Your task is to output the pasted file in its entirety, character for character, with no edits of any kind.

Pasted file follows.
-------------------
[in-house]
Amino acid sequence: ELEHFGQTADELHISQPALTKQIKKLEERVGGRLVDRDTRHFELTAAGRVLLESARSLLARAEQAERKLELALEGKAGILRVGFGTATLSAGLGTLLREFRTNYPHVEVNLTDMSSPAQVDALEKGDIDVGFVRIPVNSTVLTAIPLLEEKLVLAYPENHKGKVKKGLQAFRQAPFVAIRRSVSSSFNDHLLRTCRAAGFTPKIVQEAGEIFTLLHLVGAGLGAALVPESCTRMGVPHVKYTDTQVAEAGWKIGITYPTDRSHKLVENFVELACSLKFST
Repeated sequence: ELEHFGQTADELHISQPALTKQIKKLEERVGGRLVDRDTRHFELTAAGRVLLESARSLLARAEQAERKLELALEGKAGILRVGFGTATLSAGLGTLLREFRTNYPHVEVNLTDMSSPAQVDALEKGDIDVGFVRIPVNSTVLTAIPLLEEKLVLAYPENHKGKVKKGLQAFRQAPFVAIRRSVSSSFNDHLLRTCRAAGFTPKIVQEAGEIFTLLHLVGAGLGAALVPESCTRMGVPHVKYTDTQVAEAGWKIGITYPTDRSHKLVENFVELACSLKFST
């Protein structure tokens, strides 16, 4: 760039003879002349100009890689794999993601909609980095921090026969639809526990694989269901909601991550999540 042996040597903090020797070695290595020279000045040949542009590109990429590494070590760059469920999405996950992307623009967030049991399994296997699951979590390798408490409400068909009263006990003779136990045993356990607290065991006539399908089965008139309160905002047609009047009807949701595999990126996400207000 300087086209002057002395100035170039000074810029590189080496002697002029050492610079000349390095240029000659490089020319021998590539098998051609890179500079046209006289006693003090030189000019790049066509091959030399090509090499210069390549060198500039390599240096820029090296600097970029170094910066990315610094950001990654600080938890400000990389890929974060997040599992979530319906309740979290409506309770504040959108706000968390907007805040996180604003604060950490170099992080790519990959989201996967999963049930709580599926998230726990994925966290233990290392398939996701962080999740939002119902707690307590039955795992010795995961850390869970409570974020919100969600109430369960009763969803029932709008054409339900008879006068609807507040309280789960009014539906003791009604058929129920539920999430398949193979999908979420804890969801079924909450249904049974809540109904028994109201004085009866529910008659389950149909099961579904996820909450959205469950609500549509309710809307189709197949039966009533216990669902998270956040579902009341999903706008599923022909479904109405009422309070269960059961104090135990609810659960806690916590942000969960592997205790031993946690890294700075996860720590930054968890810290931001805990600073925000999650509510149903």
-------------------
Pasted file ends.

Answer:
[in-house]
Amino acid sequence: ELEHFGQTADELHISQPALTKQIKKLEERVGGRLVDRDTRHFELTAAGRVLLESARSLLARAEQAERKLELALEGKAGILRVGFGTATLSAGLGTLLREFRTNYPHVEVNLTDMSSPAQVDALEKGDIDVGFVRIPVNSTVLTAIPLLEEKLVLAYPENHKGKVKKGLQAFRQAPFVAIRRSVSSSFNDHLLRTCRAAGFTPKIVQEAGEIFTLLHLVGAGLGAALVPESCTRMGVPHVKYTDTQVAEAGWKIGITYPTDRSHKLVENFVELACSLKFST
Repeated sequence: ELEHFGQTADELHISQPALTKQIKKLEERVGGRLVDRDTRHFELTAAGRVLLESARSLLARAEQAERKLELALEGKAGILRVGFGTATLSAGLGTLLREFRTNYPHVEVNLTDMSSPAQVDALEKGDIDVGFVRIPVNSTVLTAIPLLEEKLVLAYPENHKGKVKKGLQAFRQAPFVAIRRSVSSSFNDHLLRTCRAAGFTPKIVQEAGEIFTLLHLVGAGLGAALVPESCTRMGVPHVKYTDTQVAEAGWKIGITYPTDRSHKLVENFVELACSLKFST
């Protein structure tokens, strides 16, 4: 760039003879002349100009890689794999993601909609980095921090026969639809526990694989269901909601991550999540 042996040597903090020797070695290595020279000045040949542009590109990429590494070590760059469920999405996950992307623009967030049991399994296997699951979590390798408490409400068909009263006990003779136990045993356990607290065991006539399908089965008139309160905002047609009047009807949701595999990126996400207000 300087086209002057002395100035170039000074810029590189080496002697002029050492610079000349390095240029000659490089020319021998590539098998051609890179500079046209006289006693003090030189000019790049066509091959030399090509090499210069390549060198500039390599240096820029090296600097970029170094910066990315610094950001990654600080938890400000990389890929974060997040599992979530319906309740979290409506309770504040959108706000968390907007805040996180604003604060950490170099992080790519990959989201996967999963049930709580599926998230726990994925966290233990290392398939996701962080999740939002119902707690307590039955795992010795995961850390869970409570974020919100969600109430369960009763969803029932709008054409339900008879006068609807507040309280789960009014539906003791009604058929129920539920999430398949193979999908979420804890969801079924909450249904049974809540109904028994109201004085009866529910008659389950149909099961579904996820909450959205469950609500549509309710809307189709197949039966009533216990669902998270956040579902009341999903706008599923022909479904109405009422309070269960059961104090135990609810659960806690916590942000969960592997205790031993946690890294700075996860720590930054968890810290931001805990600073925000999650509510149903």